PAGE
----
Howard's Reviews > Gods and Pawns

Gods and Pawns by Kage Baker
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Mar 03, 09

Read in March, 2009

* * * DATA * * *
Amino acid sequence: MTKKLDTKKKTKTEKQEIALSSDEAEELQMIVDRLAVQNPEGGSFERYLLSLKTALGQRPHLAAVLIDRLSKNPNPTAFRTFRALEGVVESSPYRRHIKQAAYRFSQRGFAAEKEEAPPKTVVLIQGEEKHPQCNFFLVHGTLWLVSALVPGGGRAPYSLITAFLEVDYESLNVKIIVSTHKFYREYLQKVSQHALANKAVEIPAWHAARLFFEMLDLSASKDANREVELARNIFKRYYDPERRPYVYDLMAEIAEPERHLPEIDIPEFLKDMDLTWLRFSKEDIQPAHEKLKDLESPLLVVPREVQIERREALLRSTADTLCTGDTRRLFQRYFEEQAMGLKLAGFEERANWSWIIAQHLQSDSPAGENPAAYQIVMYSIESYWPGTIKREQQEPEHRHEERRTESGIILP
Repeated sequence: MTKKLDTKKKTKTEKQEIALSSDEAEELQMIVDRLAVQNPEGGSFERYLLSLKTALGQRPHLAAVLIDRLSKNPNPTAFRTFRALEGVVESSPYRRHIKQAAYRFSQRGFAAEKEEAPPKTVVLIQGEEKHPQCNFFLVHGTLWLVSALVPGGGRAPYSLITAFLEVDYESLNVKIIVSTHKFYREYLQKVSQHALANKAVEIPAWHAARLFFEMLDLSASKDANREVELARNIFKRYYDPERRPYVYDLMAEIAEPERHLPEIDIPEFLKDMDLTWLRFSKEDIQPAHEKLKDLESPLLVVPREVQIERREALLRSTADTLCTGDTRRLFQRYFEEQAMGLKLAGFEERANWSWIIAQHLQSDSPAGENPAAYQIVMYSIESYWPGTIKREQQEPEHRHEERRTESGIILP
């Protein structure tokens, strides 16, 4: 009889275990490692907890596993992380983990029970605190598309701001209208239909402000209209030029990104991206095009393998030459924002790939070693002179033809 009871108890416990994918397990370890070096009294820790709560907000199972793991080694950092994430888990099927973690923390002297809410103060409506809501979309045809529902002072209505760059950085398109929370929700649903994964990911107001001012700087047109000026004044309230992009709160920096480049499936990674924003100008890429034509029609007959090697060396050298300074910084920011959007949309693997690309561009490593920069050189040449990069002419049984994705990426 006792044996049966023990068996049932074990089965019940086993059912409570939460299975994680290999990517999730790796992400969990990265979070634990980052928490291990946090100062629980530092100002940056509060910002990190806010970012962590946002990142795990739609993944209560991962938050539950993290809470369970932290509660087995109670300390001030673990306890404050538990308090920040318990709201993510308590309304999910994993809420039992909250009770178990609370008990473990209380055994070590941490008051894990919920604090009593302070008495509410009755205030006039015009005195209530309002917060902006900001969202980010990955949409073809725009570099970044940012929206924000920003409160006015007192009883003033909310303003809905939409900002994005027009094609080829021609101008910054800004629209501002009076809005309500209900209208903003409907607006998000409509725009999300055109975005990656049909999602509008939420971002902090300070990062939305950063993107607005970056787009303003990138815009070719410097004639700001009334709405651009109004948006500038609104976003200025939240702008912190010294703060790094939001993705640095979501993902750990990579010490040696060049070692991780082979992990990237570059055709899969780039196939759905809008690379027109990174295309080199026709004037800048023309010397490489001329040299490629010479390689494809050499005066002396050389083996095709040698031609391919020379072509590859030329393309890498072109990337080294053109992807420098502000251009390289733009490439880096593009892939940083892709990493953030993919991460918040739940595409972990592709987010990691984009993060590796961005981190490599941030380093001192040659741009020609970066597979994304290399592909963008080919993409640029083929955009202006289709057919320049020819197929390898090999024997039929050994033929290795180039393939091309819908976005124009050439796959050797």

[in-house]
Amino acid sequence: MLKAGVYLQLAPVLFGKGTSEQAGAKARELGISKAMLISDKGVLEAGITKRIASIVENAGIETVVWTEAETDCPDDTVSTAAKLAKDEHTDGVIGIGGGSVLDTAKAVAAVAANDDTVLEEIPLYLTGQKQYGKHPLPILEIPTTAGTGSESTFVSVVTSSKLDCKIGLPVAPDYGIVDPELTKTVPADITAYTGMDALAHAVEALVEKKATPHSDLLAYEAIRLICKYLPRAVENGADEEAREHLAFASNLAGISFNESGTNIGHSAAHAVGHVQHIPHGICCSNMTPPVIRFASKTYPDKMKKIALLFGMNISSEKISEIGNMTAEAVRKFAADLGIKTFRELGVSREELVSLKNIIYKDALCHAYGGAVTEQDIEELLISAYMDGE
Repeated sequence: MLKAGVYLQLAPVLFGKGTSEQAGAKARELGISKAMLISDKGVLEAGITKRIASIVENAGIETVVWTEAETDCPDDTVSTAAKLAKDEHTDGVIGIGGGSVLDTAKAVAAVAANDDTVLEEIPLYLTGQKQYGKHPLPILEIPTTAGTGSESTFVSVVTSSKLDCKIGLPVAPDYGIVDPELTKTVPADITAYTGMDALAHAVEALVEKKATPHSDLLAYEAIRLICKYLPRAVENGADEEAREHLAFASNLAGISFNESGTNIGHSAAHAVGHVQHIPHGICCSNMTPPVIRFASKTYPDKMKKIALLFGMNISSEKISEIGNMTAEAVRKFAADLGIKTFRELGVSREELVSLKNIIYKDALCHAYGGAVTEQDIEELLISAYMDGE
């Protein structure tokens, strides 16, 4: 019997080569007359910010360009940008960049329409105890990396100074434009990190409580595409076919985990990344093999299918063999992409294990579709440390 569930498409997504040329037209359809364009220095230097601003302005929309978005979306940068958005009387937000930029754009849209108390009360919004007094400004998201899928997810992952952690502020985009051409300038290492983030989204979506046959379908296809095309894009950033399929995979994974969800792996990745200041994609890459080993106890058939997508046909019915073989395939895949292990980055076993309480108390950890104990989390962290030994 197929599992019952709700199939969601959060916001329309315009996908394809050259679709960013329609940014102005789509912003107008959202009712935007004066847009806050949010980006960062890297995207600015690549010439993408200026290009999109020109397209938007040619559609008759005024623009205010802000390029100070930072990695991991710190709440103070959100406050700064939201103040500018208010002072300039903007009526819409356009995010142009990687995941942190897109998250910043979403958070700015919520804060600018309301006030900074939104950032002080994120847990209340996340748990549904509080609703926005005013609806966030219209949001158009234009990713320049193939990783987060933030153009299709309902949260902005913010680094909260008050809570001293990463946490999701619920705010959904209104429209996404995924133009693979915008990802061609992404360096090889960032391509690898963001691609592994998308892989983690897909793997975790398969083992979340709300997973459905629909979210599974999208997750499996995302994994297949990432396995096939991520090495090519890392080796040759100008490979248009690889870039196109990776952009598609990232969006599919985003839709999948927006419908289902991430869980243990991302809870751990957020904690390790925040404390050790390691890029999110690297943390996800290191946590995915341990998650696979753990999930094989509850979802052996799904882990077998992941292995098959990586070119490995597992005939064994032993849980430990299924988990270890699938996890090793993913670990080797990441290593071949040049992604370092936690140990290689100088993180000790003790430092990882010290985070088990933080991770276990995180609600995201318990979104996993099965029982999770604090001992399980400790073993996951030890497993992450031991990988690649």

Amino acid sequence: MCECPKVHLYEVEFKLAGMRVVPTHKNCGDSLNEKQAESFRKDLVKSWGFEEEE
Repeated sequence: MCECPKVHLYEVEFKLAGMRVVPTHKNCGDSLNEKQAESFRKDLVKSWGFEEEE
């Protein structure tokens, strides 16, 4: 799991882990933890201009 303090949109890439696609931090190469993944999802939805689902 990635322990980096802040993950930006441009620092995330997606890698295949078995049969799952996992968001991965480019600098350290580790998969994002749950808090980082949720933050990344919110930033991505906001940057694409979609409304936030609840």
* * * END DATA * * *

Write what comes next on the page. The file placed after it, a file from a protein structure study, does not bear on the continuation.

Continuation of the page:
I have been utterly absorbed by the Company novels and even got my wife, who normally does not read sci-fi, to leap frog ahead of me in reading the series. That said, I approached with trepidation because the book is a series of short stories that fills out character development and plot lines in the ever-growing, complex fabric of the Company epic. Two other books in the series takes this approach, with somewhat mixed results. Boy was I pleasantly surprised to find this one of my favorite company books. Baker peeks into scenes across time of our favorite side characters from previous stories, such as Lewis and Porforio, and lovingly explores their flaws and virtues. By drawing us in with these affectionate portraits, she engaged me more successfully than the other novels in the moral ambiguity of the books' premise - an eternal race of human-born cyborgs manipulating civilization for a profit-making company in the distant future. Kage explores the cyborgs who deal with their condition as both a pawn and a god by drawing on human paths to meaning - love, family, art and grief. These may not make their ultimate complicity in company action redeemable, but I think Kage makes the case well that these are things worth living for even in our very short lives as mortals.
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